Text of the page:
I’ve been having a little conversation with an old friend on Facebook, following a post of mine about how wonderful the Artist was. She mentioned that, as the last book series I recommended was one she ended up loving, she would definitely go and see this.
And it has brought back a flood of memories. J was always an enigma; smart, funny, full of poise, with the loveliest of smiles and a nature to match. And we got on, which, somehow over the years I had forgotten. She mentioned a while ago that she still had the copy of the Hobbit I had bought her for her eighteenth birthday. That was amazing, and touching; that she had remembered, and that she still had it.
Anyway, I was flicking through her facebook page with the intent of messaging her to ask to catch up one day when I glanced down her friends list. So many of them I knew. So many of them were close, good friends. Like J I haven’t seen any of them in more years than I care to remember.
They are all older. They have families, children, other halves, lives, jobs, houses. They have accumulated twenty years of history in the time since I knew them. Twenty years.
So much has happened to me in that time. So much hasn’t. So much has for them. They are the people I knew, and loved, and cared for… and yet they aren’t.
Am I who I was back then? Yes and no. Are they? Yes and no.
The same and yet different. I’d like to meet up with her, and one or two of the others. To reminisce. To remember. To find out more; more about them, who they have become, what changed them, what their dreams are, where their hopes lie. I want to know about the them of the now, and reconcile that to the them of the past.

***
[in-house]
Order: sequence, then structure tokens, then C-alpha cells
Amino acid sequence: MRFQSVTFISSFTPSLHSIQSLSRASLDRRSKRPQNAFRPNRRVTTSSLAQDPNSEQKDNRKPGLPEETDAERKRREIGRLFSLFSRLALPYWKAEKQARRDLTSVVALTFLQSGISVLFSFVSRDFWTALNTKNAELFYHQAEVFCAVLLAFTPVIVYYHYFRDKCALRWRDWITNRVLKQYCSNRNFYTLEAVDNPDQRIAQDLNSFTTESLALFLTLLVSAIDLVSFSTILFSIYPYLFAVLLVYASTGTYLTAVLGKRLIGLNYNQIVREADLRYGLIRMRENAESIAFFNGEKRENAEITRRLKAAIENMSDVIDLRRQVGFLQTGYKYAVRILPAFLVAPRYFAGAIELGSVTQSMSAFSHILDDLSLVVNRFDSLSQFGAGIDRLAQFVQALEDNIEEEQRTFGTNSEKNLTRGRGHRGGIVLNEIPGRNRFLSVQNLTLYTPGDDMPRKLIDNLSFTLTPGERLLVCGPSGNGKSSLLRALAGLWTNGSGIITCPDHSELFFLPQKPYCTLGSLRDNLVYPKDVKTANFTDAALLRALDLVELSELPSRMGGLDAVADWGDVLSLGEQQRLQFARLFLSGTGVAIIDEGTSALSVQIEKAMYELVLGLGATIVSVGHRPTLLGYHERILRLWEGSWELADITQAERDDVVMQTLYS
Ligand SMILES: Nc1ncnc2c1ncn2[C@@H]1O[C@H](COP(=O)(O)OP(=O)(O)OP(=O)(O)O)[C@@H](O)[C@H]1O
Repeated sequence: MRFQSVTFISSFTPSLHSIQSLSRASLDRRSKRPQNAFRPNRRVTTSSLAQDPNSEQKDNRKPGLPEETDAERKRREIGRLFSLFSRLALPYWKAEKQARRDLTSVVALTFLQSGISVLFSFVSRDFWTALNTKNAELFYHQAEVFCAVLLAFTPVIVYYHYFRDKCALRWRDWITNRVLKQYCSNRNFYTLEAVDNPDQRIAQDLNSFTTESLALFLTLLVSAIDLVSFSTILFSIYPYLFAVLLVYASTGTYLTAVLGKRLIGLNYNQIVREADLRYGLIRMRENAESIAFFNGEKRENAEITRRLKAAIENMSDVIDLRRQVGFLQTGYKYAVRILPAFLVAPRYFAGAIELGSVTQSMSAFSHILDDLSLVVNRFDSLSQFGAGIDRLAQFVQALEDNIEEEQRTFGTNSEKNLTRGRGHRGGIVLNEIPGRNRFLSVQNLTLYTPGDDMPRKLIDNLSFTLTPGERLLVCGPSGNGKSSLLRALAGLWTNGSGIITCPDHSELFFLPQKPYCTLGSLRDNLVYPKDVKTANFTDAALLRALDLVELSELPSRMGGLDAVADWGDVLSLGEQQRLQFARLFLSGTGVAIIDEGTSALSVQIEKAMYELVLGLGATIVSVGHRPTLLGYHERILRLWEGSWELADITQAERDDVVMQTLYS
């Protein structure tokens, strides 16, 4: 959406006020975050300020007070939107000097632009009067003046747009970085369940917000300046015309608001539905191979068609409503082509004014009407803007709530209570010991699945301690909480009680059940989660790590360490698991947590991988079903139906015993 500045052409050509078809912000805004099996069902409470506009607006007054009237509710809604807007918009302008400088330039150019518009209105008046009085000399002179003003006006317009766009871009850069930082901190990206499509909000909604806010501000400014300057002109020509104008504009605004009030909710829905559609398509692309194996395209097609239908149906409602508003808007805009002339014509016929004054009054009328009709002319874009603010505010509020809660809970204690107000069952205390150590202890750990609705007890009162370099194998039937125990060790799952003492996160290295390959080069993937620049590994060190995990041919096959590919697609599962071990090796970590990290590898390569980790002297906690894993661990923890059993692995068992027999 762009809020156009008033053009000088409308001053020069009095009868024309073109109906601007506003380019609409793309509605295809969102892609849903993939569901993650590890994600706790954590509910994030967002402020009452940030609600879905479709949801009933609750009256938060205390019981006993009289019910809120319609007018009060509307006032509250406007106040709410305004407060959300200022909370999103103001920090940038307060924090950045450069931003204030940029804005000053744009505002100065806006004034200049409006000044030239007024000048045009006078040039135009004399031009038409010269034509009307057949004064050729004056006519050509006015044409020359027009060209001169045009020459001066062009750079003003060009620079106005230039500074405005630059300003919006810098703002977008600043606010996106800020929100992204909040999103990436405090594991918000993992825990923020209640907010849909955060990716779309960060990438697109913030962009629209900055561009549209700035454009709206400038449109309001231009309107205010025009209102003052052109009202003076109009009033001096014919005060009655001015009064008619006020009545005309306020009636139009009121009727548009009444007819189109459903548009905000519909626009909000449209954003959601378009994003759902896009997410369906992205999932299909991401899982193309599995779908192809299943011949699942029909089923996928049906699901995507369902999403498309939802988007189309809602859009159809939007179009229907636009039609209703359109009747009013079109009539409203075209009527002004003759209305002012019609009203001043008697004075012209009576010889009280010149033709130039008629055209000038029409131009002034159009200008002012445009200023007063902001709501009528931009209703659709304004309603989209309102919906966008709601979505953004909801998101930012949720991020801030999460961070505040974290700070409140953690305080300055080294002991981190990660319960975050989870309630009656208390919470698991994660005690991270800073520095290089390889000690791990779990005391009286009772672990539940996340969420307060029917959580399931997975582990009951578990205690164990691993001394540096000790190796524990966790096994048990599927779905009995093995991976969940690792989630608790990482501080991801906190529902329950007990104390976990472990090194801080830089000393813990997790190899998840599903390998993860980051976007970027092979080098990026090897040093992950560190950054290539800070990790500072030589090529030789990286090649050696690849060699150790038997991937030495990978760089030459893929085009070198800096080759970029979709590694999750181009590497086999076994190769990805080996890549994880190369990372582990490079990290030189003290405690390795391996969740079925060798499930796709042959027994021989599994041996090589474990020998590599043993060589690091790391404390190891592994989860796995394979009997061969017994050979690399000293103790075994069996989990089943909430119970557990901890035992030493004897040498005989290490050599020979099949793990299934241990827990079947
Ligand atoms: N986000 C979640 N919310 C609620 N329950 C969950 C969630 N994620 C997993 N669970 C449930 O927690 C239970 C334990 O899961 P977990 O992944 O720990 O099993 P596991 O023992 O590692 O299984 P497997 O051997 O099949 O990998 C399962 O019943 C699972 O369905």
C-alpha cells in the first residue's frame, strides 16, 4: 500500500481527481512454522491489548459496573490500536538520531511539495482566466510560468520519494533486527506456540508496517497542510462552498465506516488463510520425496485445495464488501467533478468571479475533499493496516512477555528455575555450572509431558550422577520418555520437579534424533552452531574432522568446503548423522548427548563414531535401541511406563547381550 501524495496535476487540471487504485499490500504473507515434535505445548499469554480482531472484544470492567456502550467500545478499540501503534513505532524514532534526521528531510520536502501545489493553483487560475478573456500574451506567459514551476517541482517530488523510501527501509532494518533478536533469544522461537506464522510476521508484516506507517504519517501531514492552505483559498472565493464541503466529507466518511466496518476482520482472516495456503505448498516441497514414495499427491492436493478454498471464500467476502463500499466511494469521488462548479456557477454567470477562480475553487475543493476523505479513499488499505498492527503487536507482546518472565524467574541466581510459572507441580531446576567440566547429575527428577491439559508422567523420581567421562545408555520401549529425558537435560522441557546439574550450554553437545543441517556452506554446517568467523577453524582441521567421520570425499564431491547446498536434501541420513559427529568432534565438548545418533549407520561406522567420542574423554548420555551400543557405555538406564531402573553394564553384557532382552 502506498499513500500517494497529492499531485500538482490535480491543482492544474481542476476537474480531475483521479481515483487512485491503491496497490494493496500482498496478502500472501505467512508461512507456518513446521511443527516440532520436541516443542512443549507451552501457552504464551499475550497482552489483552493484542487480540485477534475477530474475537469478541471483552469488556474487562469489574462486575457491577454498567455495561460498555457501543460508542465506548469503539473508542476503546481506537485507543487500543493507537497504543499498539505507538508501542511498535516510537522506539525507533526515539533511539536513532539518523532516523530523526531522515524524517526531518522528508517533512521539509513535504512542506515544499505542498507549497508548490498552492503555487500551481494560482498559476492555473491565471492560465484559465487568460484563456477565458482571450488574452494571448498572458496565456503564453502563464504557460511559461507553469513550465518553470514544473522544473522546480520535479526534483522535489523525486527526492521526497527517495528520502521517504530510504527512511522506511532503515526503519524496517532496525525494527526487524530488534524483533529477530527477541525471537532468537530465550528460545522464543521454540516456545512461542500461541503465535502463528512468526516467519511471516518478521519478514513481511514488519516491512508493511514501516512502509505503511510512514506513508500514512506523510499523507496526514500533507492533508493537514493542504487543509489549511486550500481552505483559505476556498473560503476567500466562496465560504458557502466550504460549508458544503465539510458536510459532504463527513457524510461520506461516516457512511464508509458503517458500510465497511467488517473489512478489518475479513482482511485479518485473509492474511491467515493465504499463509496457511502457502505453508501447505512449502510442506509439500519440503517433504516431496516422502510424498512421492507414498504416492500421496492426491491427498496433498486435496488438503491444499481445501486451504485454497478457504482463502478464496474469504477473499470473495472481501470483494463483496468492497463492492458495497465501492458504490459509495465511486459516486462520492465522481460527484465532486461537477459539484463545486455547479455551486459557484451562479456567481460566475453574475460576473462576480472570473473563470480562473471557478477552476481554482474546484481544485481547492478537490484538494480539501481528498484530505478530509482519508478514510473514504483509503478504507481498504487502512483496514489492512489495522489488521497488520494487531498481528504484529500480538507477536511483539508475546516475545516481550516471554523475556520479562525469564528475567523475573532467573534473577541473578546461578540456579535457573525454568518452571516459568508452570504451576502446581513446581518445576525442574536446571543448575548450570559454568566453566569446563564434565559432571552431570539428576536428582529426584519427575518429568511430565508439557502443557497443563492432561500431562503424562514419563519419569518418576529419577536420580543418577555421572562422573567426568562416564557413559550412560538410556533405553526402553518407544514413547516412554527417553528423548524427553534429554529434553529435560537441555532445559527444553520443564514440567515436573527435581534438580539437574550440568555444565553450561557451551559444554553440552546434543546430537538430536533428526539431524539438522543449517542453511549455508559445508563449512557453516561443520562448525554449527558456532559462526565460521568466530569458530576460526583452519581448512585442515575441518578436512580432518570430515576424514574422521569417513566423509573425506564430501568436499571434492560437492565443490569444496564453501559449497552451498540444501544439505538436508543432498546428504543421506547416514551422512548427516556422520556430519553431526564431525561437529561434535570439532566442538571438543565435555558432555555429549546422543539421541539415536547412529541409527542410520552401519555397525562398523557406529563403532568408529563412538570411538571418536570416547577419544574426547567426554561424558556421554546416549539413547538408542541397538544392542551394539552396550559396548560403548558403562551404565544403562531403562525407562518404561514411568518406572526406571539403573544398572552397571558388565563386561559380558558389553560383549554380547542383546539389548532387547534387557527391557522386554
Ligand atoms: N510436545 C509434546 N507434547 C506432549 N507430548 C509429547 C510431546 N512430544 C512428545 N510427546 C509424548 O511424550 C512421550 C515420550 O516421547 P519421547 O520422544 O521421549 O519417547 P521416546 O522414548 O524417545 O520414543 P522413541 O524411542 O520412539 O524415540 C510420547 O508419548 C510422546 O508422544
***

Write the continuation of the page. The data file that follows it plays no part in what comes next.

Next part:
It is weird. I feel like the black sheep of that particular family, off on my own tangent. I don’t have a family, there are no children for me. I never married, I have no intention to. I don’t own my own home, my own business, my own dog (I have cats). I feel like there is this massive gulf between us. A gulf that existed back then now amplified by twenty years of disparate history. A gulf of my own making perhaps.
Looking back, the sliver that was our shared history seems thin and fragile, not deep enough to anchor us in the now, to bridge that gulf.
But perhaps it doesn’t matter. Perhaps all that matters is the memory of birthday presents, laughter and friendship. Perhaps what matters isn’t what has changed, but what was; all those bright, clever eighteen year olds about to embark on their divergent histories.
Perhaps new histories can be built from the memories of the past; over a cup of coffee, cake, a simple chat. Perhaps that is all it takes.
I hope so.